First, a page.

Her interest in dentistry began when a family friend of her parents “let” her work as his dental assistant. As she watched the dentist work she decided, “I can do that!” After dental school, she spent several years in private practice before entering dental education; first, overseeing daily operation of a student clinic and ultimately as the director of a satellite clinic.

Dr. Anderson split her time as faculty member treating HIV+ patients and providing clinical instruction to students working and treating patients with special needs.

She is also a former Harry O. Bruce Legislative Scholar with the American Dental Education Association. As a Bruce Scholar, her focus was researching and lobbying for dental education and continued funding for the Ryan White Care Act.

She believes that a healthy oral environment contributes to a person’s overall health and that prevention is key to achieving health.

Dr. Anderson is originally from Washington, D.C., but spent most of her formative years in suburban Maryland. She is married and has two grown children.

The NAUW banquet also honored Dr. Kiera Gilliam, an Elizabeth City pharmacist; Mrs. Wendy James, a registered nurse at the EC Veterans Center in Elizabeth City; Ms. Pamela Spruill, a registered nurse at Edenton Public Schools; and Mrs. Dianne Winslow, a member of the NAUW Elizabeth City Branch.

The National Association of University Women nationally dates back to 1910. The organization seeks to serve women, youth, and disadvantaged persons in the community and in developing countries by addressing educational issues, advancing the status of women’s issues, and strategically partnering with allied organizations.

Schweitzer Fellows foster partnerships to meet the needs of the underserved

Ten ECU graduate students will spend the next year making health care more accessible to populations that are often overlooked.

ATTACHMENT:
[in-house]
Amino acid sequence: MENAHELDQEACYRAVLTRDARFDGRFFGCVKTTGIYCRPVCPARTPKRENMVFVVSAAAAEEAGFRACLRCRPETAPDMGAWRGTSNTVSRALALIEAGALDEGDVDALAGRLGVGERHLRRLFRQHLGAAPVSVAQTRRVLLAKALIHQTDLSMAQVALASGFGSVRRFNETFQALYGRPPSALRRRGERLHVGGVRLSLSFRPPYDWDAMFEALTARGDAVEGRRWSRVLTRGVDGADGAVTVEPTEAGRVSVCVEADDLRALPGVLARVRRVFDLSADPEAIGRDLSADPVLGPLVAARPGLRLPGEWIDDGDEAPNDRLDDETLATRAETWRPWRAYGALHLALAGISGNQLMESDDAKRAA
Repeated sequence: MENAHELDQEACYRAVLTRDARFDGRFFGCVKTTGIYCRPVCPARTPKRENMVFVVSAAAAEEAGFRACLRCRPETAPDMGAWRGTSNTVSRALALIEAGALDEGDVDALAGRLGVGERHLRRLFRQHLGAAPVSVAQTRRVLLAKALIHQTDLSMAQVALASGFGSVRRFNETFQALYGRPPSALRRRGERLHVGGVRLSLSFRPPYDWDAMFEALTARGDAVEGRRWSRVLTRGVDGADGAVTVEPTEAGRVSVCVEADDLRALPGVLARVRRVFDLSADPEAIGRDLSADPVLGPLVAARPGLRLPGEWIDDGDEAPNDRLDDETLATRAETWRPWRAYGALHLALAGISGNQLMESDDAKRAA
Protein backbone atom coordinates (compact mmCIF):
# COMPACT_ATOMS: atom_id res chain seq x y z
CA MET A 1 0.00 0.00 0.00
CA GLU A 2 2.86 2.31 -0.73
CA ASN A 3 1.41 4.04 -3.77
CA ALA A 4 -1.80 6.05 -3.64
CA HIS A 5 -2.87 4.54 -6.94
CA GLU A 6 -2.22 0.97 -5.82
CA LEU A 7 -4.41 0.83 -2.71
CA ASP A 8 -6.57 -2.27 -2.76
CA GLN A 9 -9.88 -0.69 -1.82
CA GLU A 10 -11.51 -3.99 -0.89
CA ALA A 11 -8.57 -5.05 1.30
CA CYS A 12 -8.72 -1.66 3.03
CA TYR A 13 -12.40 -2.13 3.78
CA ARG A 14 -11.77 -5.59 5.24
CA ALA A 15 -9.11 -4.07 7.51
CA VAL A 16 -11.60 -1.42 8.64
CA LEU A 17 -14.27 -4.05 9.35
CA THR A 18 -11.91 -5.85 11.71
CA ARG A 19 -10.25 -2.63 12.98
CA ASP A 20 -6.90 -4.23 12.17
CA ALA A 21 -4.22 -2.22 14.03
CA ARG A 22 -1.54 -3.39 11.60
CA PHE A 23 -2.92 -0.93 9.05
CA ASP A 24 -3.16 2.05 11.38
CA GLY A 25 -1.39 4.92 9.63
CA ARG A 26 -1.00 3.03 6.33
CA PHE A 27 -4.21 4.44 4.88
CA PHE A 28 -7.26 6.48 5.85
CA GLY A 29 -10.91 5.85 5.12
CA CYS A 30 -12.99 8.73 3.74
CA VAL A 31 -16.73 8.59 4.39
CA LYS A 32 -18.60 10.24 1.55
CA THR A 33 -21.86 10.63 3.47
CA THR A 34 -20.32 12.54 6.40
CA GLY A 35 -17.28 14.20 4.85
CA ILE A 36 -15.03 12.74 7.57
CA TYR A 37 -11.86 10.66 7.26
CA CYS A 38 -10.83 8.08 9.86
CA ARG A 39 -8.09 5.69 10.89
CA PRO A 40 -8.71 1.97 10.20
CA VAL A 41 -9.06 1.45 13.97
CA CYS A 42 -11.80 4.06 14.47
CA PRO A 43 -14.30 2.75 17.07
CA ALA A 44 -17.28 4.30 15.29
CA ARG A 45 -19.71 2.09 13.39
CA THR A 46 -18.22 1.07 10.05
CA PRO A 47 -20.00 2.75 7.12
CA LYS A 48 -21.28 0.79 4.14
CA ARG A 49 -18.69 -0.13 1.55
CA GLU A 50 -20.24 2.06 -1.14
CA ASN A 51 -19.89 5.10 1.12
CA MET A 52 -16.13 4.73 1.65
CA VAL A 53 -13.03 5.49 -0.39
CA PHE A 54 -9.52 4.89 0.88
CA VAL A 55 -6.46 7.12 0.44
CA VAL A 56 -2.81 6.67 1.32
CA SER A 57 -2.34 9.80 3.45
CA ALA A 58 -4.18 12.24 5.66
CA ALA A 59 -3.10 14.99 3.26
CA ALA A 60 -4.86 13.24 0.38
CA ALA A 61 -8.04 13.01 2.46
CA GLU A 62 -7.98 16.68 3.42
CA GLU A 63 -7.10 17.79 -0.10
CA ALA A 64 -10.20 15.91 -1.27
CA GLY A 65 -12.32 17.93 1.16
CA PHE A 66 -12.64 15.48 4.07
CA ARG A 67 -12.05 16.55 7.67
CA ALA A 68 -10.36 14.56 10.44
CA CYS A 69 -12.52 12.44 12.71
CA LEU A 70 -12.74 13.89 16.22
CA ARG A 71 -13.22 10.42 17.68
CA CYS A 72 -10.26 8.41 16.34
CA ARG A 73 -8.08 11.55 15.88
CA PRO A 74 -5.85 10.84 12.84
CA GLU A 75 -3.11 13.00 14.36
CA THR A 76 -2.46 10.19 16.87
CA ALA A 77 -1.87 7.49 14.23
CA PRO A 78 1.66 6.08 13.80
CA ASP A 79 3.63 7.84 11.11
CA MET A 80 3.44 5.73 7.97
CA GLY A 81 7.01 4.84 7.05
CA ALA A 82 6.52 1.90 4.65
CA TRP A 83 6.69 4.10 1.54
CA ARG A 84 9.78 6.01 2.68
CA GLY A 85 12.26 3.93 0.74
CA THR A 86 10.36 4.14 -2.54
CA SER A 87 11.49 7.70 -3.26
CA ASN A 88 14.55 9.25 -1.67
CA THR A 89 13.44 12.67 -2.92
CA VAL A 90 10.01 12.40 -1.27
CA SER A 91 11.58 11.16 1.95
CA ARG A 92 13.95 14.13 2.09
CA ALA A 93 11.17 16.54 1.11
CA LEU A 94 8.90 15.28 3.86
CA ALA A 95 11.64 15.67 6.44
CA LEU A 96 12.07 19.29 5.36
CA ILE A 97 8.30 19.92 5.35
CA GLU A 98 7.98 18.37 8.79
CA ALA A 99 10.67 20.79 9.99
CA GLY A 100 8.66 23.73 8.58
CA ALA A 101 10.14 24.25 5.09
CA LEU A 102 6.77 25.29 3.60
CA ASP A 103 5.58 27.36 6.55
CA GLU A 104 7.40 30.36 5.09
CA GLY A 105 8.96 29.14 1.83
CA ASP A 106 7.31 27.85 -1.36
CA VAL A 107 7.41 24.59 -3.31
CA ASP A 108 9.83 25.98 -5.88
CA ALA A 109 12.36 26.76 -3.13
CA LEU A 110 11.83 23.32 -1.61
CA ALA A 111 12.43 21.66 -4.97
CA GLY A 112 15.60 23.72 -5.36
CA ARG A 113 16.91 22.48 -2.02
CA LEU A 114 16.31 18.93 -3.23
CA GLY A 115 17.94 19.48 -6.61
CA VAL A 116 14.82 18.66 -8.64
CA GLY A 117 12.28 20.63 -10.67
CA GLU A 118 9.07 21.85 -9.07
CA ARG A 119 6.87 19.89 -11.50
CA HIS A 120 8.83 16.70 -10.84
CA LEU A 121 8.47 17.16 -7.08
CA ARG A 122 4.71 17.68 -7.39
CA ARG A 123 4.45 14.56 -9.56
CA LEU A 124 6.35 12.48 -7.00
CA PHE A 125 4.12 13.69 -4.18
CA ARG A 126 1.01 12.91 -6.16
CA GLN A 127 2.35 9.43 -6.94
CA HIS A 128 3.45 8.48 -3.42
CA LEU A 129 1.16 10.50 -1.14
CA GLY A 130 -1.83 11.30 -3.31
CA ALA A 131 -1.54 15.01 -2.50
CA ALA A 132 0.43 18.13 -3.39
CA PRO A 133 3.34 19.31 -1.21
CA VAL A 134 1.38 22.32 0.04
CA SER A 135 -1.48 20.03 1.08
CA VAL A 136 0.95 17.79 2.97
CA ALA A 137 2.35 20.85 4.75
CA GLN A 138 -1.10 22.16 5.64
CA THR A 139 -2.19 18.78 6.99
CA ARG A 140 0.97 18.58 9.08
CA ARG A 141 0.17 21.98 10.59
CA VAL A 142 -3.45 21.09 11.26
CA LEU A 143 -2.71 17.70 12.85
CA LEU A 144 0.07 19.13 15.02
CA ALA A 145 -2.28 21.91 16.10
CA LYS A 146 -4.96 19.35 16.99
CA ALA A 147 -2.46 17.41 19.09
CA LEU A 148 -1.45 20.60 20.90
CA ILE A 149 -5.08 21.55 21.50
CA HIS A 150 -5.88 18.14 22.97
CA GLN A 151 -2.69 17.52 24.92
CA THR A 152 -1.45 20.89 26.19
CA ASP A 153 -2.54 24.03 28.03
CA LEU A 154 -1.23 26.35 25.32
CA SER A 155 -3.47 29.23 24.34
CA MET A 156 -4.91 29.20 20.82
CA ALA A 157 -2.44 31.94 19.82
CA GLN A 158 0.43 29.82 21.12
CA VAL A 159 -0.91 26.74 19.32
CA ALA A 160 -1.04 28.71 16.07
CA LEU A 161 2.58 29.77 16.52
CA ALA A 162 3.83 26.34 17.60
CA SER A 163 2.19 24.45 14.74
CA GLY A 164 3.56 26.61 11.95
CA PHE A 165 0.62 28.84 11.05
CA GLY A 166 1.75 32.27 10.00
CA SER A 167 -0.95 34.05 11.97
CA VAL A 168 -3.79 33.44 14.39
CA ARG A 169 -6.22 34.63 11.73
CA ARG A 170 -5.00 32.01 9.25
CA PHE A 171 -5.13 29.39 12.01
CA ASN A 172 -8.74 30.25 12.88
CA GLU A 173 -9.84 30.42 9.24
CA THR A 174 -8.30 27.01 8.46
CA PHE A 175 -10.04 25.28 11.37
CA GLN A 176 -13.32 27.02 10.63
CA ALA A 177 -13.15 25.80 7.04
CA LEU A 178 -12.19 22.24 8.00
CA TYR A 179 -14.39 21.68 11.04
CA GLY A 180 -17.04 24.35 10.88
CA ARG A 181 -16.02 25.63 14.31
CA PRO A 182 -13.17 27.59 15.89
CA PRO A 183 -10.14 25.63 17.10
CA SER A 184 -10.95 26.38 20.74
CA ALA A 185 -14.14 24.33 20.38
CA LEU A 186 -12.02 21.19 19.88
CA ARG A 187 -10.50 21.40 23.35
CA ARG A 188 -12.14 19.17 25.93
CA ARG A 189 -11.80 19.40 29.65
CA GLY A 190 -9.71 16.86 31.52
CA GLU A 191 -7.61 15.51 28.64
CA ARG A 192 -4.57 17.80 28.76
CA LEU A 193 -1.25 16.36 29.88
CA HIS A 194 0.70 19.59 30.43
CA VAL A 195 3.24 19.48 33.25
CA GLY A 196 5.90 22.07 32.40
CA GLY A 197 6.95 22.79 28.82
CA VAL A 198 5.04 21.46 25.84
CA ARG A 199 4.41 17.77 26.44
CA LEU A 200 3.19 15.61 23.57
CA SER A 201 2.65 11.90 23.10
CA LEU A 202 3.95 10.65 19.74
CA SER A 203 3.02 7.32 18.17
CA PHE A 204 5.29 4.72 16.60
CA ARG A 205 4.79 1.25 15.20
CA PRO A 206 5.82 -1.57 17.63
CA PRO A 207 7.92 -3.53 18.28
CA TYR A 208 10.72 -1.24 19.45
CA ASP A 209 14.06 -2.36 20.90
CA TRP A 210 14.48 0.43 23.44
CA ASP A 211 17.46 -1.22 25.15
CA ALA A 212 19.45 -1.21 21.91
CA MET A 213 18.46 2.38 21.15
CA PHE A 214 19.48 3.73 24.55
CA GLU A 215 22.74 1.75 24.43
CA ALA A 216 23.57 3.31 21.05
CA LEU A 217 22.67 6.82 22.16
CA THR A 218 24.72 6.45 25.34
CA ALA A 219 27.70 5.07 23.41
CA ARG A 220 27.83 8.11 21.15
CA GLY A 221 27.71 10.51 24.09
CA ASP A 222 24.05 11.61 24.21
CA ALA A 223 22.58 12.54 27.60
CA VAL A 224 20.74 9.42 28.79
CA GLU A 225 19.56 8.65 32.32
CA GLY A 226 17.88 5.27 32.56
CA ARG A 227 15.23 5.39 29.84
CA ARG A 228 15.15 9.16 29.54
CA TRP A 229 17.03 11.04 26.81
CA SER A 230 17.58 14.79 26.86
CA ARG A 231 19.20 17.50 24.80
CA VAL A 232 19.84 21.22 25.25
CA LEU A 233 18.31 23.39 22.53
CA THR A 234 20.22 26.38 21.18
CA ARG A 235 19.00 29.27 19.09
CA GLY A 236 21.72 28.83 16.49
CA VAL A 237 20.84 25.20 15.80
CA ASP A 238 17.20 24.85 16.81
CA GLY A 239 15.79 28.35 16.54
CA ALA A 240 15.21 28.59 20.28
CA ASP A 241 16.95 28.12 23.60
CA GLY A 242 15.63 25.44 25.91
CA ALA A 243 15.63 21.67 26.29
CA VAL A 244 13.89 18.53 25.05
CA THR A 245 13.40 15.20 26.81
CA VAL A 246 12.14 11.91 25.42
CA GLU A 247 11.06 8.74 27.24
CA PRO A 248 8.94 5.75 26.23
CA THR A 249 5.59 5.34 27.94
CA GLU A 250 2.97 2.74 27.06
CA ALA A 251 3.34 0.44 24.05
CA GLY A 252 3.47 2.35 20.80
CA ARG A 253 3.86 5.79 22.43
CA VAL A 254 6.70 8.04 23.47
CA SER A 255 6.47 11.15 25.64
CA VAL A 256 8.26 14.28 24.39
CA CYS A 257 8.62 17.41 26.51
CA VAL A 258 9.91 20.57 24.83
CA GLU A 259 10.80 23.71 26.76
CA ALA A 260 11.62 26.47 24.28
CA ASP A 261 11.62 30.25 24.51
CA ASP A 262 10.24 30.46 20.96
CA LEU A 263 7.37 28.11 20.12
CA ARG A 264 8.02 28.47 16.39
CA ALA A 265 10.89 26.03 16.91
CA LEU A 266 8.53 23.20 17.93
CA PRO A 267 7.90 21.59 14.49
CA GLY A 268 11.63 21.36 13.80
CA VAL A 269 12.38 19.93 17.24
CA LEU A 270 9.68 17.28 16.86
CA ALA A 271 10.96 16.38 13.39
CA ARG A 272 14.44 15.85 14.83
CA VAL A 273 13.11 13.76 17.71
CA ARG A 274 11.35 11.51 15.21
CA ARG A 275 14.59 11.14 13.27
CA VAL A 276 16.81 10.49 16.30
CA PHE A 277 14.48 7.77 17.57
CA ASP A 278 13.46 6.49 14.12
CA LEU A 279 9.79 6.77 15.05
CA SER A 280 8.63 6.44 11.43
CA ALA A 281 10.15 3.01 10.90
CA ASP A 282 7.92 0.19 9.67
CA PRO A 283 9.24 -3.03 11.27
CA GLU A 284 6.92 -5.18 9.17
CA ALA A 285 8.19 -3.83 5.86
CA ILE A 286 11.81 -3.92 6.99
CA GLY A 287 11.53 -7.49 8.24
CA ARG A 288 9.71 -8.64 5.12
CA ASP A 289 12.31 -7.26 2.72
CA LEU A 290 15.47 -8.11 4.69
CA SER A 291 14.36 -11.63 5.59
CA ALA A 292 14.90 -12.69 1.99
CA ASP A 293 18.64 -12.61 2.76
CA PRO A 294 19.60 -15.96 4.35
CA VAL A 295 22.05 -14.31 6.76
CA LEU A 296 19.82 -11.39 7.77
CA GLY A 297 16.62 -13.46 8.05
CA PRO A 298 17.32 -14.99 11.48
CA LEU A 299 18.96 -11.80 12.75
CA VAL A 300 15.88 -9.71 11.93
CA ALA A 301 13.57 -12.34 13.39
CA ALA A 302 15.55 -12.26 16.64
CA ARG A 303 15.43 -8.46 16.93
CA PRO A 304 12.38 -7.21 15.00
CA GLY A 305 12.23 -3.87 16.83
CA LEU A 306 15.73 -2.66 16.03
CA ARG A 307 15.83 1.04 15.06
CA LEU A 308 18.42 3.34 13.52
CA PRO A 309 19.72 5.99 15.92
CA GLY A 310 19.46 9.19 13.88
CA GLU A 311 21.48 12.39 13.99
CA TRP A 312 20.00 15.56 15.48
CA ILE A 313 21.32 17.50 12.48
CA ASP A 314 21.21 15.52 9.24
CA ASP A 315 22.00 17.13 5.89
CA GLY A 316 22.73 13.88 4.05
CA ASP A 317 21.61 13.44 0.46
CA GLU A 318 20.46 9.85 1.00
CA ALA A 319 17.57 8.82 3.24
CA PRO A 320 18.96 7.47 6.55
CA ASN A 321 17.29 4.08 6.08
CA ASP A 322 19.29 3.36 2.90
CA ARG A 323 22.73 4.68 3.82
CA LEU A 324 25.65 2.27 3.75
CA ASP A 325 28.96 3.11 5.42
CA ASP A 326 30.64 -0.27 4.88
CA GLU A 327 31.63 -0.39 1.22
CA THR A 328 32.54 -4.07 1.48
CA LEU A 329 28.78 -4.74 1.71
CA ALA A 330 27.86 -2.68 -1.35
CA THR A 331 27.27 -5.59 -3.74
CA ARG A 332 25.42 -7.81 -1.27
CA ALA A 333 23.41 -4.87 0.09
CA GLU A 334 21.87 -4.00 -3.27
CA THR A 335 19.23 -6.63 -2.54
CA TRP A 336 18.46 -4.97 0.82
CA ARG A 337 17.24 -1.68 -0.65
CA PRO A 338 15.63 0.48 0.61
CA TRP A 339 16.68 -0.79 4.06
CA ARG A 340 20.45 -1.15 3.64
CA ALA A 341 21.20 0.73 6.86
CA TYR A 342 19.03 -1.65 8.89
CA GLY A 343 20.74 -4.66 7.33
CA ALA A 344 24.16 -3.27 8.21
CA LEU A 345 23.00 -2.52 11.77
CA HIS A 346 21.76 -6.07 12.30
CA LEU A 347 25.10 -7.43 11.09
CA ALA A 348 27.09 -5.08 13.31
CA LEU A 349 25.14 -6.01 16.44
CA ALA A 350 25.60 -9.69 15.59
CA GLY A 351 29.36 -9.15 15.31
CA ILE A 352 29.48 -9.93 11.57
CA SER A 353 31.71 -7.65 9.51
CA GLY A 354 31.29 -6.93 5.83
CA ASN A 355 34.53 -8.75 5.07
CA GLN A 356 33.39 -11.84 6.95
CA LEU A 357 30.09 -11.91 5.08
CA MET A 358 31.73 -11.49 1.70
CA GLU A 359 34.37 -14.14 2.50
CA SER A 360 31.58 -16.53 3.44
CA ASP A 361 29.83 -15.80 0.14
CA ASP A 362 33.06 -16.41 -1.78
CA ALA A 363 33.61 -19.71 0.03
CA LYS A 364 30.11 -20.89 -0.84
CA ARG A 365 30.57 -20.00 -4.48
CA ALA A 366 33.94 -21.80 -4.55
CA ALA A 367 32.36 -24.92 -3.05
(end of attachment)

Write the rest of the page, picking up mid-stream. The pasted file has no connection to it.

The students — five from the School of Dental Medicine and five from the Brody School of Medicine — have been named North Carolina Albert Schweitzer Fellows for the 2017-2018 academic year. They represent nearly half of this year’s Schweitzer class, which comprises 23 students from ECU, Duke University, Wake Forest University, North Carolina Central University and the University of North Carolina Chapel Hill.

Dental students and Schweitzer fellows Kevin Holley, left, and Trevor Staton will deliver oral health education to elementary students in Pitt County. (photo by Cliff Hollis)

The fellows will partner with community-based organizations to implement service projects that address health disparities. At the same time, they will undergo leadership development training so they can inspire the next generation of health care professionals to improve the well-being of those who experience barriers to care.

“Many of our fellows go on to build impressive professional careers. The process of moving their fellowship projects from an initial concept to completion teaches them valuable skills in working with others in allied fields,” said Dr. Bruce Auerbach, chair of the Albert Schweitzer Fellowship Board of Directors. “As Schweitzer Fellows develop professionally, this skill is critical to their ability to effect larger-scale change among vulnerable populations.”

The five dental medicine fellows are Kiersten Bethea, Kevin Holley, Trevor Staton, Allen Bunch, and Morgan Stroud.

Dental treatment and long-term primary care for the homeless

Third-year dental student Kiersten Bethea and first-year medical student Samantha Forlenza are teaming up to provide no-cost dental treatment and primary care for homeless patients.

Kiersten Bethea